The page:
If you are expanding a single template, use frame:expandTemplate instead of trying to construct a wiki text string to pass to this method. It's faster and less prone to error if the arguments contain pipe characters or other wiki markups.

local p = {} 

function p.hello( frame )
	-- This will preprocess the wikitext and expand the template {{foo}}
	return frame:preprocess( "'''Bold''' and ''italics'' is {{Foo}}" )

return p

This is represented as frame:getArgument( arg ) , frame:getArgument{ name = arg }.

It gets an object for the specified argument, or nil if the argument is not provided.

The returned object has one method, object:expand(), that returns the expanded wikitext for the argument.

local p = {} 

function p.hello( frame )
	-- {{#invoke:ModuleName|hello|''Foo'' bar|{{Foo}}|foo={{HelloWorld}}}}
	local varOne = frame:getArgument( 1 )
	local varTwo = frame.args[2]
	local varThree = frame:getArgument( 'foo' )
	return varOne:expand() .. varTwo .. varThree:expand()

return p

frame:newParserValue( text ), frame:newParserValue{ text = text }.

Returns an object with one method, object:expand(), that returns the result of frame:preprocess( text ).


frame:newTemplateParserValue{ title title, args table }

Returns an object with one method, object:expand(), that returns the result of frame:expandTemplate called with the given arguments.



Same as pairs( frame.args ).

Included for backwards compatibility.


Returns the title associated with the frame as a string.

Language library[edit]

Many of MediaWiki's language codes are similar to IETF language tags, but not all MediaWiki language codes are valid IETF tags or vice versa.

Functions documented as are available on the global mw.language table; functions documented as mw.language:name are methods of a language object.


mw.language.fetchLanguageName( code )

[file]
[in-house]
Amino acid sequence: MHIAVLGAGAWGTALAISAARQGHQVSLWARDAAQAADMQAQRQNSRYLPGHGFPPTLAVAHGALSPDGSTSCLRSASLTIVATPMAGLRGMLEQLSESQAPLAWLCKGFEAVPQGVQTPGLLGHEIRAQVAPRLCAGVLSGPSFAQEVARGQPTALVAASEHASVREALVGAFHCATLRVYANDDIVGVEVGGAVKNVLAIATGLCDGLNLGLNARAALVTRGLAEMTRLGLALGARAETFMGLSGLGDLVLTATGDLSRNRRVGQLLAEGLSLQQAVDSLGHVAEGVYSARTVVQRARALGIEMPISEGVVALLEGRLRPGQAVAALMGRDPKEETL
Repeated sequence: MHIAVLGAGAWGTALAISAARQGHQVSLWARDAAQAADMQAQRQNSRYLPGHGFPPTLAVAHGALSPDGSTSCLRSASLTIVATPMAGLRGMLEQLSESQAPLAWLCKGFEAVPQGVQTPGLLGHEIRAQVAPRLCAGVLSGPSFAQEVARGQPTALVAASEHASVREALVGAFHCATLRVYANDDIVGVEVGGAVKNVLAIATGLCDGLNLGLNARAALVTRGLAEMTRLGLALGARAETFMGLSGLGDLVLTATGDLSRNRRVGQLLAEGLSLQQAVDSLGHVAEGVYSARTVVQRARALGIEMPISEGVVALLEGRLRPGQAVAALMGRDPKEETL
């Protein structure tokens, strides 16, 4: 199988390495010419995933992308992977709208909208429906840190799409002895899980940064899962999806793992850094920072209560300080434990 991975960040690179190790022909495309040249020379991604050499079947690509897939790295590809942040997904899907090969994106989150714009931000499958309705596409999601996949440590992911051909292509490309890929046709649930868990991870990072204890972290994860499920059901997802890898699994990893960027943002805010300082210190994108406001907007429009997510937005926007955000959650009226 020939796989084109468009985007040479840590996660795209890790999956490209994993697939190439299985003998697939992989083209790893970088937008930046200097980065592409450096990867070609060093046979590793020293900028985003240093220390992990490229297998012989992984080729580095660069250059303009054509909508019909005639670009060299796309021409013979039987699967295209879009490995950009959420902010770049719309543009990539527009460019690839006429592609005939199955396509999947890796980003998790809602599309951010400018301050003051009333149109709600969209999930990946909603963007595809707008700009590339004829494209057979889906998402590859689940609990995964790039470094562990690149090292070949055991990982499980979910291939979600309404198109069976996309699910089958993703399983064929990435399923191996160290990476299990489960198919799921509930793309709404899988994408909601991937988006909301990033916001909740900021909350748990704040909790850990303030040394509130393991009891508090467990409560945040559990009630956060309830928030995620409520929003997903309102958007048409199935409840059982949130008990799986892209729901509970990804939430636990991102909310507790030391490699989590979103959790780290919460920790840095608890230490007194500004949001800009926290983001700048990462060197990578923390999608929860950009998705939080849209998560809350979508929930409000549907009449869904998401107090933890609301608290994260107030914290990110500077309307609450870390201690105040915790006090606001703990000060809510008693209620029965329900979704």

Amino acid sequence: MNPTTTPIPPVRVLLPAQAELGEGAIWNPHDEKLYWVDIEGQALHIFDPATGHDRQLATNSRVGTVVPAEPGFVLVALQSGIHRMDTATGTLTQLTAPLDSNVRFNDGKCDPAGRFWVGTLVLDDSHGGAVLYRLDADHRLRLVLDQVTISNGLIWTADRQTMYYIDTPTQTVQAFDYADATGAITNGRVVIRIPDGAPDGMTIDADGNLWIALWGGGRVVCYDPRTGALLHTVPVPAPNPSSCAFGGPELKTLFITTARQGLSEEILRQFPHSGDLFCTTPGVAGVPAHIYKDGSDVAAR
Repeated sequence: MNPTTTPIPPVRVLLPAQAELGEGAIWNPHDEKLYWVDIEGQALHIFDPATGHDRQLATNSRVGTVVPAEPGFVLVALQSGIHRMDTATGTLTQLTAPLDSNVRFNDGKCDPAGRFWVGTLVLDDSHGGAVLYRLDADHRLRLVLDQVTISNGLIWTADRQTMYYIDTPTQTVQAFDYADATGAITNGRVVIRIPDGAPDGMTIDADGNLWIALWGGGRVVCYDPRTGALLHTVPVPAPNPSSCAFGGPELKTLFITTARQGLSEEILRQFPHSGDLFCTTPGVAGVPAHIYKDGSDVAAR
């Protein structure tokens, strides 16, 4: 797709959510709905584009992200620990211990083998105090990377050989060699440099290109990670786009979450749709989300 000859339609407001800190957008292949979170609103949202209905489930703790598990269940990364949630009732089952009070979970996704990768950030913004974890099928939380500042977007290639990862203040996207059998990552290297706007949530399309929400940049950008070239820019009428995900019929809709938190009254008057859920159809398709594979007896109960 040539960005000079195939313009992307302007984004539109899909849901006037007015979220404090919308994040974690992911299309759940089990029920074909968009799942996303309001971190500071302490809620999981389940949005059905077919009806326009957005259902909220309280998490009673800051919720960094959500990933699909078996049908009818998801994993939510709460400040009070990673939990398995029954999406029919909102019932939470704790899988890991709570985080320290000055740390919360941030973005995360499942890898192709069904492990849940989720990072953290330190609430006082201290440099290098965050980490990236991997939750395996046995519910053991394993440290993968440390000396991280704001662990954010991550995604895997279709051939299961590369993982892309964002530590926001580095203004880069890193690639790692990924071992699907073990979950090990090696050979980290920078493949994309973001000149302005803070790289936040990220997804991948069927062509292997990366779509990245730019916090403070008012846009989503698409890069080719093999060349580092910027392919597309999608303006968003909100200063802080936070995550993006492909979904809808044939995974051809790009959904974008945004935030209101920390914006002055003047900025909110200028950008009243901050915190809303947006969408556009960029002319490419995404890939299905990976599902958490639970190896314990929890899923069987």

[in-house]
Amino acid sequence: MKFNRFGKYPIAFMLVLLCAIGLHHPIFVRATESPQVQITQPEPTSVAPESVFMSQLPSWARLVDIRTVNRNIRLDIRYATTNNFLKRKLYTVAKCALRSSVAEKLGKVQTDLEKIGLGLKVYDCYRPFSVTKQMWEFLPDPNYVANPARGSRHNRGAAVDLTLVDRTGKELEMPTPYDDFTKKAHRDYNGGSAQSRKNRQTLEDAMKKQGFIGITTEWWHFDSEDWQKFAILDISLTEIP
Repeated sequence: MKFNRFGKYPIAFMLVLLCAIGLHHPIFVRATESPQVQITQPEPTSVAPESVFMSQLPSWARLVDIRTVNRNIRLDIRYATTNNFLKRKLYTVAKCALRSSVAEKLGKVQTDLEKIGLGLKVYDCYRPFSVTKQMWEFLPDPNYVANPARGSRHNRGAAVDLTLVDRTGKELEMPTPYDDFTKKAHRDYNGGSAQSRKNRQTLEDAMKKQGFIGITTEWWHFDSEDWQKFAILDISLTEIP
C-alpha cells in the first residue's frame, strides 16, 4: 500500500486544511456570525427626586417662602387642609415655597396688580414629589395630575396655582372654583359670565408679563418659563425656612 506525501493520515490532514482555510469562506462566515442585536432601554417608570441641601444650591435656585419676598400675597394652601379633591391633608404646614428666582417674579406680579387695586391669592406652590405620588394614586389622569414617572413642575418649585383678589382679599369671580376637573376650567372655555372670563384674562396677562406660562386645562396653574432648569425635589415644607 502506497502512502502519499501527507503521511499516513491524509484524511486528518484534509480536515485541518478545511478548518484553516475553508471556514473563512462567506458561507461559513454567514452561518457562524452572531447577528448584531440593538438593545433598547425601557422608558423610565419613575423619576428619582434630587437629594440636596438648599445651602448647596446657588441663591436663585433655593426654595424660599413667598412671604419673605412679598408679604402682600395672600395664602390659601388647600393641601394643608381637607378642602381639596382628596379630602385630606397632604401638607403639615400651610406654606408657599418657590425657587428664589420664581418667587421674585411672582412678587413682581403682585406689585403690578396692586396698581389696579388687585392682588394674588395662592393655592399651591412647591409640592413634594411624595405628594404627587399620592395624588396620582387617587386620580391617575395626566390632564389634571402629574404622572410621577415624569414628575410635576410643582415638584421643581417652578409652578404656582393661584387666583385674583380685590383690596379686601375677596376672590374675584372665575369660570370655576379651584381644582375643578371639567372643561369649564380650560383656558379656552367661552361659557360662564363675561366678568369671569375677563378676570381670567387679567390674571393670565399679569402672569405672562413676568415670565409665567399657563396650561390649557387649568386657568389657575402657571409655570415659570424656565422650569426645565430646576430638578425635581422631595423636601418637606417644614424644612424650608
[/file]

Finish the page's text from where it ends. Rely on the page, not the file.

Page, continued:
The full name of the native language name (language autonym).


mw.language.getContentLanguage(), mw.getContentLanguage().

Returns a new language object for the wiki's default content language.


mw.language.isValidBuiltInCode( code )

Returns true if a language code is of a valid form for the purposes of internal customisation of MediaWiki.

The code may not actually correspond to any known language.


mw.language.isValidCode( code )

Returns true if a language code string is of a valid form, whether or not it exists. This includes codes which are used solely for customisation via the MediaWiki namespace.

The code may not actually correspond to any known language.[edit] code ) mw.getLanguage( code )

Creates a new language object. Language objects do not have any publicly accessible properties, but they do have several methods, which are documented below.

The methods below must all use the language object (e.g. lang).

local lang ="en")
local ucText = lang:uc("En Taro Adun executor")
mw.log (ucText)


Returns the language code for this language object.



Returns true if the language is written right-to-left, false if it is written left-to-right.


Converts the string to lowercase, honouring any special rules for the given language.

When the Ustring library is loaded, the mw.ustring.lower() function is implemented as a call to mw.language.getContentLanguage():lc( s ).


lang:lcfirst( s )

Converts the first character of the string to lowercase, as with lang:lc().


lang:uc( s )

Converts the string to uppercase, honouring any special rules for the given language.

When the Ustring library is loaded, the mw.ustring.upper() function is implemented as a call to mw.language.getContentLanguage():uc( s ).


lang:ucfirst( s )

Converts the first character of the string to uppercase, as with lang:uc().


lang:caseFold( s )

Converts the string to a representation appropriate for case-insensitive comparison. Note that the result may not make any sense when displayed.


lang:formatNum( n , nocommafy)

Formats a number with grouping and decimal separators appropriate for the given language. Given 123456.78, this may produce "123,456.78", "123.456,78", or even something like "١٢٣٬٤٥٦٫٧٨" depending on the language and wiki configuration.

With the second parameter, one can prevent the output from containing commas, as shown below:

 local result = lang:formatNum(123123123, {noCommafy=true})